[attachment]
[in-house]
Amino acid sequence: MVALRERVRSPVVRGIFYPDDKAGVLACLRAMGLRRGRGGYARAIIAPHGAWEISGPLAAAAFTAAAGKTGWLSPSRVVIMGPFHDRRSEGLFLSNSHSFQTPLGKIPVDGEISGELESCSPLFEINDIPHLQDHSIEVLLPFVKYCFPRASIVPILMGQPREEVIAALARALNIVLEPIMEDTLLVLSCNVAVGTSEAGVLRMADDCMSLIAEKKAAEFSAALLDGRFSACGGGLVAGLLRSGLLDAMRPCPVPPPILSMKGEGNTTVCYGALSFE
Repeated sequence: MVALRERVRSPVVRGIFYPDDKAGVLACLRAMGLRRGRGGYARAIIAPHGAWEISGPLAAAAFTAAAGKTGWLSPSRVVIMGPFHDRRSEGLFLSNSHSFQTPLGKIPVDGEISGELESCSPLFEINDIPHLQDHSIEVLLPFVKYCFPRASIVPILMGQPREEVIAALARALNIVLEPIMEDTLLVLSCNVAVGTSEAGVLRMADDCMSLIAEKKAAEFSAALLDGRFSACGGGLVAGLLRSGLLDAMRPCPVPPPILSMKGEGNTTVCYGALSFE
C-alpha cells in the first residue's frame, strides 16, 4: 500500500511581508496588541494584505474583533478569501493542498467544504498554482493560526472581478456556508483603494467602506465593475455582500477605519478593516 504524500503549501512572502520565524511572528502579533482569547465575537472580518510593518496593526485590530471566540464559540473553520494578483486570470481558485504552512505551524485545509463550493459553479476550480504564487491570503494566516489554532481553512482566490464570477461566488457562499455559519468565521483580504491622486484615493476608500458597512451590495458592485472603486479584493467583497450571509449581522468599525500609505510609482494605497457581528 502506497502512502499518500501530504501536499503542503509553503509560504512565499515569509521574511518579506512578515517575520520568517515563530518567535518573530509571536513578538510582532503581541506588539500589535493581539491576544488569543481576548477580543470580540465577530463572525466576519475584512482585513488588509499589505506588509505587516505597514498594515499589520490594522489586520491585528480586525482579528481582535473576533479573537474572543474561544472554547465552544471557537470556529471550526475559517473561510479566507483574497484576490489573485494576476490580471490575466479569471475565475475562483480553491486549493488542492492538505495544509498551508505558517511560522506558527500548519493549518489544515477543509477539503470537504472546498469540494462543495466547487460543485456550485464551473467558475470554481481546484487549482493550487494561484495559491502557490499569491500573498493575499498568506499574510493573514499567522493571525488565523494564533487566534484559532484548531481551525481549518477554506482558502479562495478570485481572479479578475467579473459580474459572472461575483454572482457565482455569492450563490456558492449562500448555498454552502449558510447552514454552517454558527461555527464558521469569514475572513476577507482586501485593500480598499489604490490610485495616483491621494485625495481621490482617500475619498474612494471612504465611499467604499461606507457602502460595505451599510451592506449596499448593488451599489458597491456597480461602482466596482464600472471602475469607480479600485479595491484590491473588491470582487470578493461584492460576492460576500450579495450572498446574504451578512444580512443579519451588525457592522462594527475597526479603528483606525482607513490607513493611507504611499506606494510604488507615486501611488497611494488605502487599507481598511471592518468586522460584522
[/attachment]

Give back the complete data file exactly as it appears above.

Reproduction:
[in-house]
Amino acid sequence: MVALRERVRSPVVRGIFYPDDKAGVLACLRAMGLRRGRGGYARAIIAPHGAWEISGPLAAAAFTAAAGKTGWLSPSRVVIMGPFHDRRSEGLFLSNSHSFQTPLGKIPVDGEISGELESCSPLFEINDIPHLQDHSIEVLLPFVKYCFPRASIVPILMGQPREEVIAALARALNIVLEPIMEDTLLVLSCNVAVGTSEAGVLRMADDCMSLIAEKKAAEFSAALLDGRFSACGGGLVAGLLRSGLLDAMRPCPVPPPILSMKGEGNTTVCYGALSFE
Repeated sequence: MVALRERVRSPVVRGIFYPDDKAGVLACLRAMGLRRGRGGYARAIIAPHGAWEISGPLAAAAFTAAAGKTGWLSPSRVVIMGPFHDRRSEGLFLSNSHSFQTPLGKIPVDGEISGELESCSPLFEINDIPHLQDHSIEVLLPFVKYCFPRASIVPILMGQPREEVIAALARALNIVLEPIMEDTLLVLSCNVAVGTSEAGVLRMADDCMSLIAEKKAAEFSAALLDGRFSACGGGLVAGLLRSGLLDAMRPCPVPPPILSMKGEGNTTVCYGALSFE
C-alpha cells in the first residue's frame, strides 16, 4: 500500500511581508496588541494584505474583533478569501493542498467544504498554482493560526472581478456556508483603494467602506465593475455582500477605519478593516 504524500503549501512572502520565524511572528502579533482569547465575537472580518510593518496593526485590530471566540464559540473553520494578483486570470481558485504552512505551524485545509463550493459553479476550480504564487491570503494566516489554532481553512482566490464570477461566488457562499455559519468565521483580504491622486484615493476608500458597512451590495458592485472603486479584493467583497450571509449581522468599525500609505510609482494605497457581528 502506497502512502499518500501530504501536499503542503509553503509560504512565499515569509521574511518579506512578515517575520520568517515563530518567535518573530509571536513578538510582532503581541506588539500589535493581539491576544488569543481576548477580543470580540465577530463572525466576519475584512482585513488588509499589505506588509505587516505597514498594515499589520490594522489586520491585528480586525482579528481582535473576533479573537474572543474561544472554547465552544471557537470556529471550526475559517473561510479566507483574497484576490489573485494576476490580471490575466479569471475565475475562483480553491486549493488542492492538505495544509498551508505558517511560522506558527500548519493549518489544515477543509477539503470537504472546498469540494462543495466547487460543485456550485464551473467558475470554481481546484487549482493550487494561484495559491502557490499569491500573498493575499498568506499574510493573514499567522493571525488565523494564533487566534484559532484548531481551525481549518477554506482558502479562495478570485481572479479578475467579473459580474459572472461575483454572482457565482455569492450563490456558492449562500448555498454552502449558510447552514454552517454558527461555527464558521469569514475572513476577507482586501485593500480598499489604490490610485495616483491621494485625495481621490482617500475619498474612494471612504465611499467604499461606507457602502460595505451599510451592506449596499448593488451599489458597491456597480461602482466596482464600472471602475469607480479600485479595491484590491473588491470582487470578493461584492460576492460576500450579495450572498446574504451578512444580512443579519451588525457592522462594527475597526479603528483606525482607513490607513493611507504611499506606494510604488507615486501611488497611494488605502487599507481598511471592518468586522460584522